New UK PM-elect Keir Starmer wants 'new strategic partnership' with India

Keir Starmer, the human rights barrister elected Britain's new Prime Minister on Friday, pledged a “reset” not only for the country but also for the Labour Party's relationship with the Indian diaspora to pursue a “new strategic partnership", including an FTA
UK PM-elect Keir Starmer
UK PM-elect Keir Starmer

London | Keir Starmer, the human rights barrister elected Britain's new Prime Minister on Friday, pledged a “reset” not only for the country but also for the Labour Party's relationship with the Indian diaspora to pursue a “new strategic partnership", including an FTA, with India if his party won a strong mandate.

Stramer-led Labour won the UK general election with a landslide. Starmer, 61, will be the next prime minister, telling supporters at a victory rally that “change begins now.” He will now be deservedly credited with achieving an impressive reversal of fortunes for Labour after a crushing election defeat in December 2019. The other turnaround he has been working on is to try and re-build his party's relationship with British Indians, alienated under former leader Jeremy Corbyn over a perceived anti-India stance on Kashmir.

"Four and a half years of work changing the party, this is what it is for: a changed Labour Party ready to serve our country, ready to restore Britain to the service of working people," he declared in his victory speech.

As Prime Minister, his approach towards India is reflected in Labour's 2024 election manifesto, which commits to seeking a “new strategic partnership with India, including a free trade agreement, as well as deepening cooperation in areas like security, education, technology and climate change”.

“I have a clear message for you all today: this is a changed Labour Party,” declared Starmer at the India Global Forum (IGF) last year, setting the tone for the party's India-UK outlook.

“What my Labour government will seek with India is a relationship based on our shared values of democracy and aspiration. That will seek a free trade agreement (FTA), we share that ambition, but also a new strategic partnership for global security, climate security, economic security,” he said.

During a visit to the Shree Swaminarayan Temple in Kingsbury, north London, on the campaign trail last week, he sought to reassure British Hindus that there is “absolutely no place for Hinduphobia in Britain”. It is a message he has been reiterating over the past few years during celebrations of Diwali and Holi, projecting Labour as ready to govern after 14 years in Opposition.

Starmer, who was knighted by the late Queen Elizabeth II for his services to law and criminal justice, spent much of his career in the legal profession before stepping into the world of politics, first elected as Labour's member of Parliament from London in 2015. Father of two teenage kids, who he and his National Health Service (NHS) employee wife Victoria have chosen to keep out of the political spotlight, declared in his victory speech that the change he has promised will begin imminently.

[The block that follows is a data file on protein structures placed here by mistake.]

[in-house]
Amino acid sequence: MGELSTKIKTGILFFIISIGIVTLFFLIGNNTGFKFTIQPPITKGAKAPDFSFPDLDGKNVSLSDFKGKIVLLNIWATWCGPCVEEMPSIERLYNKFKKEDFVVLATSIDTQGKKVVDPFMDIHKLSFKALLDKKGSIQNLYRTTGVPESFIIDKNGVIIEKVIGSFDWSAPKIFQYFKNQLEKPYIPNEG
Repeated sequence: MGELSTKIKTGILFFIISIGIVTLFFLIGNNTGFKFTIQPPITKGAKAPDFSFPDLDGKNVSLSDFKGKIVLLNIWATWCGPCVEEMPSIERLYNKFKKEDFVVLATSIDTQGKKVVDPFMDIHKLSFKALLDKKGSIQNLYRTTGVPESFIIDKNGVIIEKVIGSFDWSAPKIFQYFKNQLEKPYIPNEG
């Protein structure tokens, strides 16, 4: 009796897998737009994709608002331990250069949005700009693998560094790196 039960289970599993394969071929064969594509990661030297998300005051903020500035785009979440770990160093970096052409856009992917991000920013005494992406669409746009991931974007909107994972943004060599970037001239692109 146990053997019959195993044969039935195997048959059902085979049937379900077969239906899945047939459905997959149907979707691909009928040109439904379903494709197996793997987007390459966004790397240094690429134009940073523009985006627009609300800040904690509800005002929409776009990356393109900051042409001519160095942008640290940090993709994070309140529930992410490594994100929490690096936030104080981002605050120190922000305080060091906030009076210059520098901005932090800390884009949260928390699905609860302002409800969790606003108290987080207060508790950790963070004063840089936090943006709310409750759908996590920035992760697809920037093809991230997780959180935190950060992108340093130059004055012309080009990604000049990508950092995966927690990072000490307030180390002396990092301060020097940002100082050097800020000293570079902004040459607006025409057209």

Born in London to a toolmaker father and an NHS nurse mother, Starmer grew up in the town of Oxted in Surrey. He has spoken emotionally about his mother, Josephine, suffering from the debilitating condition of Still's disease which she succumbed to a few weeks before he first became an MP in 2015. He believes he has inherited the grit and determination of his mother and the strong work ethic of his father, Rodney, whose manual labour drives much of Starmer's vision to ensure respect for those who work hard.

In the televised election debates, Starmer often played second fiddle to the natural debating charm of Rishi Sunak and is often branded as being quite dull.

But just like Sunak, he also has a University of Oxford background where he studied law and rose up the ranks to be appointed the Director of Public Prosecutions (DPP) under a Labour-led government. He has often drawn upon this experience as the chief prosecutor of the country in debates in the House of Commons, to claim that he has the practical experience of dealing with criminal gangs.

As a new MP in 2016, the staunch anti-Brexiteer assumed the key role of shadow Brexit secretary under then-leader Jeremy Corbyn and supported the latter to fight for what he says was the “future of the Labour Party”. Following the debacle of the 2019 general election, he stepped up as party leader and has sought to distance himself from the past party line to stress that Labour under his leadership now has a fully costed manifesto that focusses on the key public concerns of housebuilding, growing the economy and fixing the NHS.

On foreign policy, there is likely to be a large degree of continuity as Labour chimes with the Tory stance on the UK's support for Ukraine in its ongoing conflict with Russia. Some changes are expected in the approach to the Israel-Gaza crisis, as Labour plans to stop arms sales to Israel and wants to progress towards recognising the Palestinian state.

The overall sense of a Starmerite vision for the UK is of a leader who is itching to fix things that he feels have been broken because of the “chaos” of several leadership changes within a divided Conservative Party in the past few years.

“If you want change, you have to vote for it” – has been the central theme and message of his general election campaign.

“And now we can look forward, walk into the morning, the sunlight of hope, pale at first but getting stronger through the day, shining once again, on a country with the opportunity after 14 years to get its future back,” he said after winning a landslide.

Latest News

No stories found.

Related Stories

No stories found.